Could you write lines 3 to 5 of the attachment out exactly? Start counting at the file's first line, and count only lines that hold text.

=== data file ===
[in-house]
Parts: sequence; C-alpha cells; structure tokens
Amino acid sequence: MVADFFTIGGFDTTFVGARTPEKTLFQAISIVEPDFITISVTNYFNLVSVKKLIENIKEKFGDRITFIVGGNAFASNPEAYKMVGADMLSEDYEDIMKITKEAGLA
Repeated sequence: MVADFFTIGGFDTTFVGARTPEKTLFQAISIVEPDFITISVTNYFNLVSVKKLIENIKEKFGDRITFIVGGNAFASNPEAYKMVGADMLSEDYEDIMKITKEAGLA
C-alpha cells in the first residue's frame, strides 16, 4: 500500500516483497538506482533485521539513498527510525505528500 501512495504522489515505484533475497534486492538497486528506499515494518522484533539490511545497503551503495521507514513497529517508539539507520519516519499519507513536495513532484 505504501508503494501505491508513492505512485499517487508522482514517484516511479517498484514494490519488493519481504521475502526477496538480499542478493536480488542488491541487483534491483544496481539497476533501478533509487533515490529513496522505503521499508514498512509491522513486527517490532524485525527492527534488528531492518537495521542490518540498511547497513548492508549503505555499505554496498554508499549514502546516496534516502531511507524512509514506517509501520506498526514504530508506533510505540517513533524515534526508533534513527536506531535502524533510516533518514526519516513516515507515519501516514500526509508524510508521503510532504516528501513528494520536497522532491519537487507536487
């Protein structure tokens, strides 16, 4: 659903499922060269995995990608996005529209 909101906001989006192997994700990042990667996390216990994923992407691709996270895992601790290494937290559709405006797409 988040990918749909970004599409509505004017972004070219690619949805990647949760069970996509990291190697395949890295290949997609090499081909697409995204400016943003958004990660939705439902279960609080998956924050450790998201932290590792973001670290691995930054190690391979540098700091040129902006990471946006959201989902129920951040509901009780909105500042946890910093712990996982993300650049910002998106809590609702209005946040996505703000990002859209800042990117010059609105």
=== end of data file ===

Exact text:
Amino acid sequence: MVADFFTIGGFDTTFVGARTPEKTLFQAISIVEPDFITISVTNYFNLVSVKKLIENIKEKFGDRITFIVGGNAFASNPEAYKMVGADMLSEDYEDIMKITKEAGLA
Repeated sequence: MVADFFTIGGFDTTFVGARTPEKTLFQAISIVEPDFITISVTNYFNLVSVKKLIENIKEKFGDRITFIVGGNAFASNPEAYKMVGADMLSEDYEDIMKITKEAGLA
C-alpha cells in the first residue's frame, strides 16, 4: 500500500516483497538506482533485521539513498527510525505528500 501512495504522489515505484533475497534486492538497486528506499515494518522484533539490511545497503551503495521507514513497529517508539539507520519516519499519507513536495513532484 505504501508503494501505491508513492505512485499517487508522482514517484516511479517498484514494490519488493519481504521475502526477496538480499542478493536480488542488491541487483534491483544496481539497476533501478533509487533515490529513496522505503521499508514498512509491522513486527517490532524485525527492527534488528531492518537495521542490518540498511547497513548492508549503505555499505554496498554508499549514502546516496534516502531511507524512509514506517509501520506498526514504530508506533510505540517513533524515534526508533534513527536506531535502524533510516533518514526519516513516515507515519501516514500526509508524510508521503510532504516528501513528494520536497522532491519537487507536487